The primary analysis aim was to develop a multivariate model to predict the probability of malignancy using patient clinical characteristics and lesion MRI features. The model was meant to inform clinical practice, rather than to reveal mechanisms of malignancy. Therefore, variables were generally dichotomized based on results from previous research and on patterns observed in clinical practice. Predictive models were fit using generalized estimating equations (GEE) as multiple lesions could belong to a single patient . Using GEE with independence working correlation, estimated probabilities of malignancy were the same as for logistic regression models, but standard errors and confidence intervals were computed using sandwich standard errors .
Initially, study variables’ associations with risk of malignancy were assessed using univariate GEE with calculation of odds ratios (OR) and 95% confidence intervals (CI). Multivariate models were constructed based on univariate analyses. Clinical indication for breast MRI, lesion size, BI-RADS lesion type and their interactions were the first variables considered for the multivariate model. Patient age was considered next, followed by lesion delayed kinetics. Interactions with clinical indication were investigated because the relatively large main (additive) effect for clinical indication suggested that the patient populations for two MRI indications (new cancer and screening) could be fundamentally different. Interactions with size were also explored. At each level of variable selection, models were evaluated by Wald and Score tests for individual variables. Additionally, the predictive abilities of the models were compared using the area under the receiver operating characteristic curve (AUC), which is equivalent to the concordance measure c for logistic regression (or GEE with independence working correlation) . The final multivariate model was evaluated using cluster-level deletion diagnostics . Furthermore, the AUC for the final multivariate model was computed using predicted values from 5-fold cross-validation , to ensure that model assessment was not conducted on the same data as that used for model development.
Patient and lesion characteristics
N = 528
Mean age, range
51 years, 20–85
Clinical indication for patient MR examinations (N = 551 examinations)
New cancer diagnosis
High risk screening
Number of lesions per patient
N = 855
Mean size, range (N = 810, missing for 45 lesions)
15 mm, 2–130
Non mass like enhancement (NMLE)
Univariate models: associations with malignancy for patient and lesion variables
Univariate generalized estimating equations (GEE) models
(N = 155) N (PPV**)
(N = 700) N (NPV**)
Odds ratio (95% CI***)
Area under the curve (AUC) (95% CI)
0.60 (0.55, 0.64)
0.59 (0.56, 0.62)
0.59 (0.54, 0.63)
0.56 (0.52, 0.61)
0.66 (0.61, 0.70)
0.60 (0.51, 0.70)
Lesion type and size were strongly correlated (Chi-squared statistic with 2 degrees of freedom = 286.1, p < 0.001), so size served as a proxy for lesion type in the multivariate analysis. Prediction based on both size and clinical indication was stronger than with either alone (N = 810, AUC = 0.64). The interaction of size and clinical indication was statistically significant (p = 0.01): the odds ratio describing the association between size (≥10 mm versus <10 mm) and malignancy was much greater for a screening indication (OR = 9.3, 95% CI = 2.8–31.1) than for new cancer (OR = 1.8, 95% CI 1.2–2.7). Women ≥50 years were more likely to have malignant lesions than women <50, but age was not an important predictor in multivariate models.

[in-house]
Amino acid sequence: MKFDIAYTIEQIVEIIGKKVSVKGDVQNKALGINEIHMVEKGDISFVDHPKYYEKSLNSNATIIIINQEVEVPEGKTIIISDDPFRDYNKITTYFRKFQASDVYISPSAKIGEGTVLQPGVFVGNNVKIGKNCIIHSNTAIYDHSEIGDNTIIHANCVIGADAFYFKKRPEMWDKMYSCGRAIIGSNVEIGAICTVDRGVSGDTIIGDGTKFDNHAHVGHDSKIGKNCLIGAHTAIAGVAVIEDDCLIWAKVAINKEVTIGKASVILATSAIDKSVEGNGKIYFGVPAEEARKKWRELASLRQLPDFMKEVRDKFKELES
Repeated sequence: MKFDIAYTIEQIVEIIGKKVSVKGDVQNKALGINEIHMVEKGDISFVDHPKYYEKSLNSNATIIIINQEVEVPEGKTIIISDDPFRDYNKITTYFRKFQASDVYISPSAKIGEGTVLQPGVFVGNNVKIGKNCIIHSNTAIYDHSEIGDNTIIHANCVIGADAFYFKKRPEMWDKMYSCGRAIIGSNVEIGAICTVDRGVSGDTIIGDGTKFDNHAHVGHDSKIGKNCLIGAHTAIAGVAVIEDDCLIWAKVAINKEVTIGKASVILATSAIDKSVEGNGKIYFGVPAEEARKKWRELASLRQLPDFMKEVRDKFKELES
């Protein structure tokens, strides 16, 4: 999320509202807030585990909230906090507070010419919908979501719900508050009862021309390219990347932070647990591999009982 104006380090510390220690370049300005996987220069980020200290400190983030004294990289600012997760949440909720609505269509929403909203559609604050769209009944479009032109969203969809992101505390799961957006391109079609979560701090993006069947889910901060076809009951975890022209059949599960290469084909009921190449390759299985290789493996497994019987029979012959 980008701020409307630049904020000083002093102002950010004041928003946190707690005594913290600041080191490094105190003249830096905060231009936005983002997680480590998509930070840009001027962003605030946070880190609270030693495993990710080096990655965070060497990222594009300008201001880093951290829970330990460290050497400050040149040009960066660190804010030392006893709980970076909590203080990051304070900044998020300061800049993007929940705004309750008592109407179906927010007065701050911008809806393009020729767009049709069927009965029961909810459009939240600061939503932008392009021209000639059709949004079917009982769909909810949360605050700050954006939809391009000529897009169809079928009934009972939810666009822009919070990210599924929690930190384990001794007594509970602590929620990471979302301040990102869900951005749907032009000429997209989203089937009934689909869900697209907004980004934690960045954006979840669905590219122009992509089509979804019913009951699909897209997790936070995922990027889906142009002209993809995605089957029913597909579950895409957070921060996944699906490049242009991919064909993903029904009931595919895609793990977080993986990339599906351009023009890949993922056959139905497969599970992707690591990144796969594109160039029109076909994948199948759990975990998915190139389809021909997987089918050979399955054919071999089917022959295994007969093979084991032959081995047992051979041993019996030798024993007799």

When added to a base multivariate model with size, indication and the size:indication interaction, all delayed kinetics (by CAE and by the radiologist) contributed to predictions of malignancy (N = 644, p < 0.001 for kinetics). The odds of malignancy were greater for plateau versus persistent enhancement (OR = 3.3, 95% CI = 1.6–6.7) and for washout versus persistent enhancement (OR = 3.9, 95% CI = 2.2–6.7). The AUC computed using 5-fold cross-validation was 0.70 (95% CI 0.65–0.74), lower than the naïve AUC of 0.73 computed when the predicted probabilities from model development were also used for model assessment.
Sensitivity analyses were conducted by limiting delayed kinetics to those assessed by CAE and through deletion diagnostics investigating the influence of individual patients’ data on model selection and fitted odds ratios. When only CAE assessed delayed kinetics were added as a predictor to the base multivariate model, the magnitude of the effect of kinetics was similar to the full delayed kinetics analysis (for example, the odds ratio was 1.4 for washout versus persistent kinetics, holding size and indication constant). However, for this subset (N = 126), the p value would not be considered statistically significant (p = 0.10 for CAE-assessed kinetics). Cluster-level deletion diagnostics did not identify any patients with undue influence on model selection, but did identify three patients (each with malignant lesions detected by high-risk screening) whose exclusion enhanced the magnitude of the size:indication interaction.
The radiologist must consider multiple patient and lesion characteristics when assessing the likelihood of malignancy for a finding detected on breast MRI. For example, a lesion characterized as a mass on MRI will have up to five additional BI-RADS MRI descriptors when shape, margin, internal enhancement, initial and delayed phase enhancement are designated . Previous studies of the predictive values for MRI variables have typically assessed either imaging features alone or patient characteristics alone [42, 47–53, 61–63], and most have been univariate analyses. Multivariate predictive models for malignancy which allow the integration of lesion morphology, lesion kinetics and patient characteristics have advantages over these analyses. By considering combinations of features, such models may identify lesions currently recommended for imaging follow-up or biopsies which have sufficiently low predicted probabilities of malignancy that further work-up is not warranted.